- Prepare Infrastructure:
A crucial part of the success of implementation will rely on the success of the hardware infrastructure readiness. Note: the hardware testing will be much more extensive if a client/server environment exists or is chosen as opposed to a web based or ASP environment where the software and server is hosted by a vendor off-site. For a client/server environment, the project should be planned in advance to define locations of workstations, printers, kiosks, servers, and/or wireless device access points etc. Existing hardware systems may need to be upgraded and/or reviewed to determine the stability of the system prior to any software installation. In addition, cabling may need to be run to new locations to accommodate access to the network. New systems need to be purchased and delivered well in advance of implementation to allow for testing. Once the infrastructure is in place the testing phase should begin to ensure all aspects of the network and hardware are functioning properly. Phase 2 of testing begins once the EMR software has been installed complete with a dummy database to enable appropriate testing of the applications in the new environment. All testing should be complete before staff training dates are scheduled. A test environment should be established for future updates, this will allow the IT Director to install future software updates/upgrades in a non-production environment for testing prior to updating live units.
Staff and Testing:
- Pilot systems before implementation. Pilot workflows, procedures, modules, templates, documentation time etc. in a live environment utilizing a small group of staff long before go-live. This is critical to identifying issues that are unforeseen during the planning phase.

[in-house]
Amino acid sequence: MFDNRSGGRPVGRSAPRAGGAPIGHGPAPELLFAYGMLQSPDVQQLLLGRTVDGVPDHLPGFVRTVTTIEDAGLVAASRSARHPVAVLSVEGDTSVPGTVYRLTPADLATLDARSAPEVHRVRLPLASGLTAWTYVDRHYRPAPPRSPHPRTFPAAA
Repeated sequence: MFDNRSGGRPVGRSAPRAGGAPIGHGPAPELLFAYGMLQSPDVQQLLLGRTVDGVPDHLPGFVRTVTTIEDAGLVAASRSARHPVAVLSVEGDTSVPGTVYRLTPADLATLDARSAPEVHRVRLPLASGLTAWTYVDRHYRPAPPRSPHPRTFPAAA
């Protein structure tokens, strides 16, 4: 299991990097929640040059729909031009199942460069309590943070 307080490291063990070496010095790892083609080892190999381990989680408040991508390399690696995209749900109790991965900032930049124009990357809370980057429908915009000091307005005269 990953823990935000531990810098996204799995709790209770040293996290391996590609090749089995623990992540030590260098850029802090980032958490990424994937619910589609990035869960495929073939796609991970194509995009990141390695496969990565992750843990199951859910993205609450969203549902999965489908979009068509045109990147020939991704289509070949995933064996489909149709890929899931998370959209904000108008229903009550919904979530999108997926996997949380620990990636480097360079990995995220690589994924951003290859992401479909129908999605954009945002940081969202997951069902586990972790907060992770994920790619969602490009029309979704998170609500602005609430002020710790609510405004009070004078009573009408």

C. Training Phase:
- Not enough time is allocated for training. This is a very common error made by most practices. Keep in mind that not only are staff required to learn the EMR but also new workflow and procedures. Training sessions are best if kept short and scheduled in increments. Small groups are more beneficial for more personalized training. Allow staff to practice what they have learned using a hands-on approach before introducing new information. Utilize the vendor’s experience with training time but be willing to alter for your individual practice.
- Training should be performed outside of clinical work sessions.
Practice administrators, in their concern to not adversely affect productivity, will attempt to train staff as they try to perform their clinical duties. This leads to poor understanding of the software and frustration. Train users right the first time. There are several methods practices can utilize to effectively train staff such as reducing or blocking schedules, hiring temporary employees, training outside of clinical time etc..
Staff should also be paid if they are being trained outside of their usual work schedule.
- Set-up a training room for staff to practice. Giving staff time and a quiet location to practice. This can lead to a comfort level with the software and lessen the apprehension of go-live.